In our example this translates into:

void PrintVec(const std::vector<int>& vec, std::invocable<int> auto fn) {
    for (auto &elem : vec)
        std::cout << fn(elem) << '\n';

Here’s the main part:

std::invocable<int> auto fn    

Error Messages  

Now, let’s try to violate a concept with:

PrintVec(ints, [](int v, int x) { return -v; });

So rather than a single int argument, my lambda requires two parameters. I got the following error on GCC:

<source>:7:6: note:   template argument deduction/substitution failed:
<source>:7:6: note: constraints not satisfied
In file included from <source>:1:
/opt/compiler-explorer/gcc-trunk-20210513/include/c++/12.0.0/concepts: In substitution of 'template<class F>  requires  invocable<F&, int> void PrintVec(const std::vector<int>&, F) [with F = main()::<lambda(int, int)>]':

It’s pretty clear that we don’t have a match in requirements.

But, on the other hand compilers also did well even before concepts:

<source>:16:13:   required from here
<source>:9:24: error: no match for call to '(main()::<lambda(int, int)>) (const int&)'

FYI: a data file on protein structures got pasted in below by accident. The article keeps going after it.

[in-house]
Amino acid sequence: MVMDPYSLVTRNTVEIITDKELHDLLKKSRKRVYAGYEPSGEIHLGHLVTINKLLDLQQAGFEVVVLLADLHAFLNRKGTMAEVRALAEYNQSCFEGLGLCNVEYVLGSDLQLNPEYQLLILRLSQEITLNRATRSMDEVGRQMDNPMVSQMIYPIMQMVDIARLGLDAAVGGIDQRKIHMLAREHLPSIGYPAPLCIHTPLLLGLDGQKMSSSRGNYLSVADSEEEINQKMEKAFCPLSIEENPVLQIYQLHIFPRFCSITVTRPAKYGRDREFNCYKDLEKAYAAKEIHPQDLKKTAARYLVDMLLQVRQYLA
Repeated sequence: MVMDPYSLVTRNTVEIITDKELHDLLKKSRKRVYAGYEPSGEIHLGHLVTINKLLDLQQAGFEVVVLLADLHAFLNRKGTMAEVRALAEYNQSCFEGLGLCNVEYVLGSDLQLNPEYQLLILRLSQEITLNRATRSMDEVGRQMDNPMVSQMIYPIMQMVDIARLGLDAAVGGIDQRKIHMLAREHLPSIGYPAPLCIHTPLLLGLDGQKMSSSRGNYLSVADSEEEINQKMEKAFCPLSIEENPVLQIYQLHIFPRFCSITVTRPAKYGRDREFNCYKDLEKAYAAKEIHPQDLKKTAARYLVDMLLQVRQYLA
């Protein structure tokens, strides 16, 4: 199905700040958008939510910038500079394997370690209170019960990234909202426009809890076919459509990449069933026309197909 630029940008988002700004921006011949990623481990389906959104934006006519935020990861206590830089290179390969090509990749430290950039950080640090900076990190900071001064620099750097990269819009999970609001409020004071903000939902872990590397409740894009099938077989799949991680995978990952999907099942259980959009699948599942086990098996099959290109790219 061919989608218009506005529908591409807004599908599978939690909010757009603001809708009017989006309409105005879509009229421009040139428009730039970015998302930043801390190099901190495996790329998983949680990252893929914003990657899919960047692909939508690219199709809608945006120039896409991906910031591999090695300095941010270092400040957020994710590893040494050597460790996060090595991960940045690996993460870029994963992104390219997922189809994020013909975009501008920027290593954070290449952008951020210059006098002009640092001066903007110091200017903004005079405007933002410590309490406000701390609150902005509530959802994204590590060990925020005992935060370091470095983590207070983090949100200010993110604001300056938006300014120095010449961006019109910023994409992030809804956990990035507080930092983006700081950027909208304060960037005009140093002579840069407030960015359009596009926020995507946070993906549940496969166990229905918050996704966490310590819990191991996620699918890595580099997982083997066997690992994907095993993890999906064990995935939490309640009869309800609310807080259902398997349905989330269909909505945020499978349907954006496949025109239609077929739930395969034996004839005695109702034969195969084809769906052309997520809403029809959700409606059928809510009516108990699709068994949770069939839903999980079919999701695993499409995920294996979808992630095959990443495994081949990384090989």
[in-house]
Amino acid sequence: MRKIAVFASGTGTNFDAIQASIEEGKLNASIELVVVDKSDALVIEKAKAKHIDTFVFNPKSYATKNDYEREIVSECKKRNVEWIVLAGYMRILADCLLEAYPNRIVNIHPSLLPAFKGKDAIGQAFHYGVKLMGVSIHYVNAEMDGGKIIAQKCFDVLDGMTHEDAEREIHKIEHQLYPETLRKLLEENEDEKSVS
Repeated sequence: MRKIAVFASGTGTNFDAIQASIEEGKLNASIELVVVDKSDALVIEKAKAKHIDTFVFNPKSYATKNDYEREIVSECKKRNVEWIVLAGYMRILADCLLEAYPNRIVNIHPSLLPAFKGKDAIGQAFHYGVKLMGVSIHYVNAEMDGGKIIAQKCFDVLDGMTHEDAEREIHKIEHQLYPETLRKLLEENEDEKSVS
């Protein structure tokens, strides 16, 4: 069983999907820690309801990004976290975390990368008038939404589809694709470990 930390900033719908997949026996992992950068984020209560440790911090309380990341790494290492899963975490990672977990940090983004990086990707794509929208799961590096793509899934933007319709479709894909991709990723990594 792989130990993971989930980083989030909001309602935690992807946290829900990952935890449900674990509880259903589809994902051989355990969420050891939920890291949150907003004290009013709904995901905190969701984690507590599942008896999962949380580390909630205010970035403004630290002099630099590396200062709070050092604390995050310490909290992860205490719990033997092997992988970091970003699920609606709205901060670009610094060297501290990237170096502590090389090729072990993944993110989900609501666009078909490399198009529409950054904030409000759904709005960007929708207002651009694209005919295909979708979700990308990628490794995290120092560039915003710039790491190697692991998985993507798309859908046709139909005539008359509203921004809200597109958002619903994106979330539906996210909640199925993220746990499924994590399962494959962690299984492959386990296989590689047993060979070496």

9 |         std::cout << fn(elem) << '\n';
      |                      ~~^~~~~~
<source>:9:24: note: candidate: 'int (*)(int, int)' (conversion)

But please note that it’s only for simple functions. If you have long chains of function templates, lots of instantiations, it’s more beneficial to get constraint errors as early as possible.

You can play with code @Compiler Explorer

What’s all about this regularity?  

What’s the difference between invocable and regular_invocable?

There’s already an answer on that :)

In short, regularity tells us the following:

An expression is equality preserving if it results in equal outputs given equal inputs.

It looks like it’s purely semantic information for now, and they are syntactically the same. The compiler cannot check it on compile time.

For example:

#include <concepts>

int main() {
    auto fn = [i=0](int a) mutable { return a + ++i; };